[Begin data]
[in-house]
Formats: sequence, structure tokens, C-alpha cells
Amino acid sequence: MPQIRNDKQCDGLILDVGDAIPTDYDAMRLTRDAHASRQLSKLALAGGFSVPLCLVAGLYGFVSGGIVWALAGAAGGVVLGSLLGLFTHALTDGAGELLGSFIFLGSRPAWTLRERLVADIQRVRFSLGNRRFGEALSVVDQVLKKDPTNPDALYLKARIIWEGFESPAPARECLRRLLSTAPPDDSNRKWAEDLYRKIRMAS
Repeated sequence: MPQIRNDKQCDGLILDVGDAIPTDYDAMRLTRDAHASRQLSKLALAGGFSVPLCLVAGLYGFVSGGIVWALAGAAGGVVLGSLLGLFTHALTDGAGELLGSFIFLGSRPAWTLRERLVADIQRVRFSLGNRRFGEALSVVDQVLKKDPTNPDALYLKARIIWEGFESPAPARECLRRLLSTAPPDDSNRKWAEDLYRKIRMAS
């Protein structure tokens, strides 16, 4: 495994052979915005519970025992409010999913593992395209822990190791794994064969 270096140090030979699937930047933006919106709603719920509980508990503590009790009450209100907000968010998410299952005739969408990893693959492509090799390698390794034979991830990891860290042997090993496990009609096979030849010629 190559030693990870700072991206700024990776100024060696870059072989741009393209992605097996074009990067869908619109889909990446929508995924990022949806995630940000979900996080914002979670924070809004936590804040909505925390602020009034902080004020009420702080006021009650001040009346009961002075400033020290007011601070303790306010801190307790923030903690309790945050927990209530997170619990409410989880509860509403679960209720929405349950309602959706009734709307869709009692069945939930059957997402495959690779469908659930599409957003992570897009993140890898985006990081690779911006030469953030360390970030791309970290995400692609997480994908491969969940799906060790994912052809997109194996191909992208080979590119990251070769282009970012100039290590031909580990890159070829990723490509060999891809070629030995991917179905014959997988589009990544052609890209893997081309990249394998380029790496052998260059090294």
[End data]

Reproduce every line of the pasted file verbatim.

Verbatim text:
[in-house]
Formats: sequence, structure tokens, C-alpha cells
Amino acid sequence: MPQIRNDKQCDGLILDVGDAIPTDYDAMRLTRDAHASRQLSKLALAGGFSVPLCLVAGLYGFVSGGIVWALAGAAGGVVLGSLLGLFTHALTDGAGELLGSFIFLGSRPAWTLRERLVADIQRVRFSLGNRRFGEALSVVDQVLKKDPTNPDALYLKARIIWEGFESPAPARECLRRLLSTAPPDDSNRKWAEDLYRKIRMAS
Repeated sequence: MPQIRNDKQCDGLILDVGDAIPTDYDAMRLTRDAHASRQLSKLALAGGFSVPLCLVAGLYGFVSGGIVWALAGAAGGVVLGSLLGLFTHALTDGAGELLGSFIFLGSRPAWTLRERLVADIQRVRFSLGNRRFGEALSVVDQVLKKDPTNPDALYLKARIIWEGFESPAPARECLRRLLSTAPPDDSNRKWAEDLYRKIRMAS
């Protein structure tokens, strides 16, 4: 495994052979915005519970025992409010999913593992395209822990190791794994064969 270096140090030979699937930047933006919106709603719920509980508990503590009790009450209100907000968010998410299952005739969408990893693959492509090799390698390794034979991830990891860290042997090993496990009609096979030849010629 190559030693990870700072991206700024990776100024060696870059072989741009393209992605097996074009990067869908619109889909990446929508995924990022949806995630940000979900996080914002979670924070809004936590804040909505925390602020009034902080004020009420702080006021009650001040009346009961002075400033020290007011601070303790306010801190307790923030903690309790945050927990209530997170619990409410989880509860509403679960209720929405349950309602959706009734709307869709009692069945939930059957997402495959690779469908659930599409957003992570897009993140890898985006990081690779911006030469953030360390970030791309970290995400692609997480994908491969969940799906060790994912052809997109194996191909992208080979590119990251070769282009970012100039290590031909580990890159070829990723490509060999891809070629030995991917179905014959997988589009990544052609890209893997081309990249394998380029790496052998260059090294």